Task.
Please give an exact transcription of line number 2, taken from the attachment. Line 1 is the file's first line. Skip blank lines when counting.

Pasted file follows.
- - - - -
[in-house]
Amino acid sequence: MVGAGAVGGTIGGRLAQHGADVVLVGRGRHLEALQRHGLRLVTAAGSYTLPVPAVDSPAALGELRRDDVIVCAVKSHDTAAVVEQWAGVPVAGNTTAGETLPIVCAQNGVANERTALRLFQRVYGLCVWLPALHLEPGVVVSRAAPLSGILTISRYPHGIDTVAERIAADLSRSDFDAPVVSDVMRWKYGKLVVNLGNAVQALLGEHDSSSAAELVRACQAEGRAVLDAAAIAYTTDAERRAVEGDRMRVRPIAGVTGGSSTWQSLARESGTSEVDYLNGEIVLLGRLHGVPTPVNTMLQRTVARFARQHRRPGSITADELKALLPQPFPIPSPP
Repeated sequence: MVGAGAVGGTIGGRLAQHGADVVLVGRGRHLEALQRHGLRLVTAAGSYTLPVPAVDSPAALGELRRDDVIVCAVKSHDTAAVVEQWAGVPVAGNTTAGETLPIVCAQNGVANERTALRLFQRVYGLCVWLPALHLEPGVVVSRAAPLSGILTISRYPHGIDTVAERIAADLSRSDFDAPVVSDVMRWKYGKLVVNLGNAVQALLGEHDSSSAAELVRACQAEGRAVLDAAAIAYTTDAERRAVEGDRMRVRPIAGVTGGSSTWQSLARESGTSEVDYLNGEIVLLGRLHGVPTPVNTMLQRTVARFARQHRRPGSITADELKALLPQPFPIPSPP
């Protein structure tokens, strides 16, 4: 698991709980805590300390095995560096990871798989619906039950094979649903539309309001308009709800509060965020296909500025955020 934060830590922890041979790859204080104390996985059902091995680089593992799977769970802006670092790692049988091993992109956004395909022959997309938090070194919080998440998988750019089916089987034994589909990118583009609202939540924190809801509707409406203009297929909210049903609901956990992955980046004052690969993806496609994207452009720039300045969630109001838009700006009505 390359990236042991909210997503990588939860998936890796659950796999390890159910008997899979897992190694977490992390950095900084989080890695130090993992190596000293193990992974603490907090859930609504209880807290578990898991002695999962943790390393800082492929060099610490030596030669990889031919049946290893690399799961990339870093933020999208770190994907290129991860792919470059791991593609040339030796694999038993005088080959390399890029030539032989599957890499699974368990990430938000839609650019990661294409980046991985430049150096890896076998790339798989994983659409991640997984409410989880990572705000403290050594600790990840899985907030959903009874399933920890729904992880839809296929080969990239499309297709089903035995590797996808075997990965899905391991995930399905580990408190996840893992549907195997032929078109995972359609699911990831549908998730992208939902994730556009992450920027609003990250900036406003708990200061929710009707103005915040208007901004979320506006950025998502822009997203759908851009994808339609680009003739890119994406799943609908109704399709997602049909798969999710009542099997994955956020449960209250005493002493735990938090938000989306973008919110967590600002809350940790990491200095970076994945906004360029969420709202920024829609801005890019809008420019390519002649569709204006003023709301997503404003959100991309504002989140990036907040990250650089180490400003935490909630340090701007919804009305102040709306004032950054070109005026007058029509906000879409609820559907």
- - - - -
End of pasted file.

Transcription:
Amino acid sequence: MVGAGAVGGTIGGRLAQHGADVVLVGRGRHLEALQRHGLRLVTAAGSYTLPVPAVDSPAALGELRRDDVIVCAVKSHDTAAVVEQWAGVPVAGNTTAGETLPIVCAQNGVANERTALRLFQRVYGLCVWLPALHLEPGVVVSRAAPLSGILTISRYPHGIDTVAERIAADLSRSDFDAPVVSDVMRWKYGKLVVNLGNAVQALLGEHDSSSAAELVRACQAEGRAVLDAAAIAYTTDAERRAVEGDRMRVRPIAGVTGGSSTWQSLARESGTSEVDYLNGEIVLLGRLHGVPTPVNTMLQRTVARFARQHRRPGSITADELKALLPQPFPIPSPP